Consider how your leaders would perform if they had to go through just one week of military leadership training. Would they fall at the first hurdle, or would they thrive?
Choosing the right leaders to represent your crisis leadership team
We’re each built differently, and some of us actually perform better under duress. However, can we take leaders and expose them to conditions that help them feel more comfortable in those uncomfortable situations? As a young soldier, I was exposed to many environments and situations that made me think, act, and perform at various levels. When I underperformed, I had to learn from my mistakes. When I performed well, I was given a few words of encouragement which built my confidence.
Organizations can expose their leaders to simulated crises that will engage them in decision-making and communication situations that allow them to learn and grow. Crisis simulation tabletop exercises and other more advanced exercises are good tools to help leaders become more comfortable in stressful and time-sensitive environments.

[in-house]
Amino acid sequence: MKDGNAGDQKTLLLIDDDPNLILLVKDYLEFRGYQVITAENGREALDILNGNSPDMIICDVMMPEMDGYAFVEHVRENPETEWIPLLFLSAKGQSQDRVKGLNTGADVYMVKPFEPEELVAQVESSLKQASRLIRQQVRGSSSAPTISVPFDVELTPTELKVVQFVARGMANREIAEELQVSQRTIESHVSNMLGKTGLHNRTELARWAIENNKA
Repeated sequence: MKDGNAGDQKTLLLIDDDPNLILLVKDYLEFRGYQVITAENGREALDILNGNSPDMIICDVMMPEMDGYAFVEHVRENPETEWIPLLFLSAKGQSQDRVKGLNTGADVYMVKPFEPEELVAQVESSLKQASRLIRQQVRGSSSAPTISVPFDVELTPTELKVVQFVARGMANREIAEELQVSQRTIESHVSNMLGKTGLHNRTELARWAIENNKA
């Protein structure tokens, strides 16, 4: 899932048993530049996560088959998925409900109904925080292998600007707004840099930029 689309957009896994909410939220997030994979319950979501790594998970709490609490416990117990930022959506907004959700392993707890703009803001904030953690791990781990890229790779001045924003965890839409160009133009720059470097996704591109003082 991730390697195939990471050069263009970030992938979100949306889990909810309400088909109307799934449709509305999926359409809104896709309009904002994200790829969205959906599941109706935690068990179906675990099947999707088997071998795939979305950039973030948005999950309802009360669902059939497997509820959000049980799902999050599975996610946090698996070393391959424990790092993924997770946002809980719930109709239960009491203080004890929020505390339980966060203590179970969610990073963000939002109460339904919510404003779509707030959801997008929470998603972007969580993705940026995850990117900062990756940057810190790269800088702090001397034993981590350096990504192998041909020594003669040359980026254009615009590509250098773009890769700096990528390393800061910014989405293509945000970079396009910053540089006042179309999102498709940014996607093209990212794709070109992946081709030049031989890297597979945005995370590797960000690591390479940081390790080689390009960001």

Defending your shoreline is everyone’s responsibility
Organizations that push crisis preparedness throughout the whole organization, as well as external stakeholders, are usually better prepared. If we can identify and address a crisis in its simmering status, why wouldn’t we? On the other hand, some crises can start without warning at a full boil and move at a rapid pace. Can we slow these fast-moving crises down and prevent them from becoming major catastrophes? Well, if all our employees and critical partners were “crisis-ready” then we would certainly have a better chance. At least we would be in a better position to respond in a coordinated manner which could make all the difference in the ultimate outcome.
All modern-day militaries practice and validate their plans, and so should you
We often get hired to validate crisis, emergency and business continuity plans. Many plans are in various states but have rarely been validated through well-designed exercises. Militaries will often try to rehearse their plans prior to operations. Through rehearsal, they get to look at various options in terms of what might go wrong and how they would adjust if those situations were to unfold. Organizations that are exposed to various risks should drill to those common risks and validate their plans. More importantly, they should expose their leaders to situations that require calmness, clear vision, and decisive action so leaders can develop those crucial skills.
What’s next for your leadership teams?
As is done in the military, create simulated situations that your leaders can utilize to become more comfortable when reality strikes and the pressure is turned way up. Learn from previous situations and take advantage of the experiences of other organizations that have made mistakes.